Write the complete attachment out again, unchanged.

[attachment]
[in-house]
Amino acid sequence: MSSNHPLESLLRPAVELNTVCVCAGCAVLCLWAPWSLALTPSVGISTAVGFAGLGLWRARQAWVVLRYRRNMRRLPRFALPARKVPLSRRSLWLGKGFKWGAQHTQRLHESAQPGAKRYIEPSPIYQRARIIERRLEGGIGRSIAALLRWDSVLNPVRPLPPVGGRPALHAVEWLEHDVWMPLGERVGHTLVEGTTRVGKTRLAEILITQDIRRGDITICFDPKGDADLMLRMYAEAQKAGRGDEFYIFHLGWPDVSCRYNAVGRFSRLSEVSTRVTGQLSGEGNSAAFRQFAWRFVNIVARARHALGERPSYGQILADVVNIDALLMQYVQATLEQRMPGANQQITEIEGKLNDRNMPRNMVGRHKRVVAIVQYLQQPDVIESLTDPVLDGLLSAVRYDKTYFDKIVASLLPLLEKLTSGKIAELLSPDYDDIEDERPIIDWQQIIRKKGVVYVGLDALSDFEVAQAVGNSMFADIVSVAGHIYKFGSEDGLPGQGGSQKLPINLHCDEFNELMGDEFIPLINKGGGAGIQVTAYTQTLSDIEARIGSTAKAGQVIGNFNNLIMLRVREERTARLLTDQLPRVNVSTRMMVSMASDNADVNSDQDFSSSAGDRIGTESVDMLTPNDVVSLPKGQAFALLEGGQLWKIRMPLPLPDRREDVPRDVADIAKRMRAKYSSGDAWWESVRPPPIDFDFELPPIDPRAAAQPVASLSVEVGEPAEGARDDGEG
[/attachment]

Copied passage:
[in-house]
Amino acid sequence: MSSNHPLESLLRPAVELNTVCVCAGCAVLCLWAPWSLALTPSVGISTAVGFAGLGLWRARQAWVVLRYRRNMRRLPRFALPARKVPLSRRSLWLGKGFKWGAQHTQRLHESAQPGAKRYIEPSPIYQRARIIERRLEGGIGRSIAALLRWDSVLNPVRPLPPVGGRPALHAVEWLEHDVWMPLGERVGHTLVEGTTRVGKTRLAEILITQDIRRGDITICFDPKGDADLMLRMYAEAQKAGRGDEFYIFHLGWPDVSCRYNAVGRFSRLSEVSTRVTGQLSGEGNSAAFRQFAWRFVNIVARARHALGERPSYGQILADVVNIDALLMQYVQATLEQRMPGANQQITEIEGKLNDRNMPRNMVGRHKRVVAIVQYLQQPDVIESLTDPVLDGLLSAVRYDKTYFDKIVASLLPLLEKLTSGKIAELLSPDYDDIEDERPIIDWQQIIRKKGVVYVGLDALSDFEVAQAVGNSMFADIVSVAGHIYKFGSEDGLPGQGGSQKLPINLHCDEFNELMGDEFIPLINKGGGAGIQVTAYTQTLSDIEARIGSTAKAGQVIGNFNNLIMLRVREERTARLLTDQLPRVNVSTRMMVSMASDNADVNSDQDFSSSAGDRIGTESVDMLTPNDVVSLPKGQAFALLEGGQLWKIRMPLPLPDRREDVPRDVADIAKRMRAKYSSGDAWWESVRPPPIDFDFELPPIDPRAAAQPVASLSVEVGEPAEGARDDGEG